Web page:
If you know the name, Tojo Yamamoto, you may think we are about to talk about wrestling. We are not. In a musical context, you might need to learn the band I’m talking about here. Still, you will recognize some of the player’s previous sonic endeavors – The Mighty Skullhead, Nine Pound Hammer, Supafuzz, Ted Bundy’s Volkswagon, Abusement Park – No. Oh well, the past is the past, and more pertinent is what these veterans of the 90s hardcore noise wars are doing today. And what they are doing today is releasing albums that bring together disparate and eclectic music threads into a singular sound.
It’s more than just hardcore; it’s more interesting than punk, and it’s more fun to be around than your average metal band. Tojo Yamamoto’s eponymous album is a crucible of creativity that is both hard-edged yet surprisingly groove, a fantastic blend of muscle and melody.
Perhaps defined more than anything by their gloriously overdriven, fuzz bass, they come on like The Birthday Party reinvented like a classic era, DC mutant hardcore band, which is probably a reference that these proud Southerners aren’t going to thank me for. Tracks like “The Mongolian Stomper” pretty much sum the band vibe up, a blend of stomping (natch) grooves, tsunami beats, bass lines that sound like someone laying the foundations to rebuild the Lexington skyline, slashes of alien guitars, the vocal stylings of a manic preacher, and lyrics that take in old wrestling references, among other things.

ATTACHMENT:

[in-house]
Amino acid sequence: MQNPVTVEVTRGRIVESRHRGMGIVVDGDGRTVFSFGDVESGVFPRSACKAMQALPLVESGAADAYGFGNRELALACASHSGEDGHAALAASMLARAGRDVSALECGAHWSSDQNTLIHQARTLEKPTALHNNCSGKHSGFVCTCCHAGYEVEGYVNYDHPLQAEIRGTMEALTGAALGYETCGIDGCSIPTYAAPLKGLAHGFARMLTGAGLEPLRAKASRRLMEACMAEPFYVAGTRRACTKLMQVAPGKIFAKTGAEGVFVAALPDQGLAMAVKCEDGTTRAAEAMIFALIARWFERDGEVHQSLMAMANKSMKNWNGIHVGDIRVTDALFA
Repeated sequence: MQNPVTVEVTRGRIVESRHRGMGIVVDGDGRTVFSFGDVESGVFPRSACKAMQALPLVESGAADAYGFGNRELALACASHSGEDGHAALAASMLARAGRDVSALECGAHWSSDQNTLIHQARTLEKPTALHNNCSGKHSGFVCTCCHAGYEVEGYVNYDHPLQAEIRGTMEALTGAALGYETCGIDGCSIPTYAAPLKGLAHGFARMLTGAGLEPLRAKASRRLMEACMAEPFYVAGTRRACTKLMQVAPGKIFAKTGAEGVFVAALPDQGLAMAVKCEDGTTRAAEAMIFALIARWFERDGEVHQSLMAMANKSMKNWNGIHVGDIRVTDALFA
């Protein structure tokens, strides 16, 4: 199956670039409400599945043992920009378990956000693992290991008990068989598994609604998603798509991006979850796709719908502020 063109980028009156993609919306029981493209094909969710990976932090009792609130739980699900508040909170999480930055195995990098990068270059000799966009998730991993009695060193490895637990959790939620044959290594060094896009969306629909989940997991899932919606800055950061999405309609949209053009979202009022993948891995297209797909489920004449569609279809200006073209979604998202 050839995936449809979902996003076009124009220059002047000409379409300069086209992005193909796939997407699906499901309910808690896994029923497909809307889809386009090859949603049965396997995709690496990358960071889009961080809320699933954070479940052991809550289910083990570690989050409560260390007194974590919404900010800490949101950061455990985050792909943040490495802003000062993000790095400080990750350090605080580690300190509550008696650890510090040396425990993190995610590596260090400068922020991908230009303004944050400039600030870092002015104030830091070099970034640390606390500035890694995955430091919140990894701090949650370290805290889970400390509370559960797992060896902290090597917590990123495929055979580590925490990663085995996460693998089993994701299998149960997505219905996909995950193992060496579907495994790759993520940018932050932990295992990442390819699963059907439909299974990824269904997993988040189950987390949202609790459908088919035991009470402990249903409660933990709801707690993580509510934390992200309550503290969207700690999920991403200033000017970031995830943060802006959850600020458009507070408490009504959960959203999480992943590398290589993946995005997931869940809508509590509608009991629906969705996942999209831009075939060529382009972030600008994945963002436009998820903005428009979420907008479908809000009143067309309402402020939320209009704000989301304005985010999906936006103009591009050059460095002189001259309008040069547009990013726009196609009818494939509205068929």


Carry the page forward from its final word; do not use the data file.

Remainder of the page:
There is room for something more considered in the form of “Ben There”. Still, even that can’t contain the band’s natural urges, and before long, the sonic shrapnel is flying, and anyone within a fifty-foot blast radius is running for cover. Ballads are not their thing, it would seem. “The Sugar Hold” is a mad howl at the Kentucky moon; “Killer/Victim” is Alice Cooper possessed by Slipknot, in turn, haunted by The Stooges, and so on, an ever-evolving Russian Doll of extreme sonics, and “Scrambler”, the track which opens the door into their strange world, is seemingly made as much out of glass and razor wire, carving knives and welding equipment as much as it is out of music. In a good way. Actually, in a grate way. (Geddit?)
Some music is for chilling out, relaxing vibes to escape into, and music to soothe and seduce. This is different from that sort of music. Tojo Yamamoto makes the sort of music that you put on at the end of the working week when it is a toss-up between putting a record on and burning down the place that you work in. Sonic exorcism. They offer up acts of sonic aggression, so you don’t have to perpetrate actual ones. It’s a public service.